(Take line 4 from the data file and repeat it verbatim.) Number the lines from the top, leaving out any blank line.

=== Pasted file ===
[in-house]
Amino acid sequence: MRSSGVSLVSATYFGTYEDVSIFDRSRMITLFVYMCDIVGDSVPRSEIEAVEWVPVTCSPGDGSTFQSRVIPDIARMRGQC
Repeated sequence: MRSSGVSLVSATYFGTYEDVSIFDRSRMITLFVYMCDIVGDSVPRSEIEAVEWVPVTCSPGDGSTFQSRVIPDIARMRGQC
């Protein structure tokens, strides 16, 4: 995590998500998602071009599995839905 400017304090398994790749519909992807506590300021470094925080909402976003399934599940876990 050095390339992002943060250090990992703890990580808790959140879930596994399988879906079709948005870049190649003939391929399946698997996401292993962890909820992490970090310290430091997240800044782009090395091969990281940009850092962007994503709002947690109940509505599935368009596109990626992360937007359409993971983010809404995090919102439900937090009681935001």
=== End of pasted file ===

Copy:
């Protein structure tokens, strides 16, 4: 995590998500998602071009599995839905 400017304090398994790749519909992807506590300021470094925080909402976003399934599940876990 050095390339992002943060250090990992703890990580808790959140879930596994399988879906079709948005870049190649003939391929399946698997996401292993962890909820992490970090310290430091997240800044782009090395091969990281940009850092962007994503709002947690109940509505599935368009596109990626992360937007359409993971983010809404995090919102439900937090009681935001």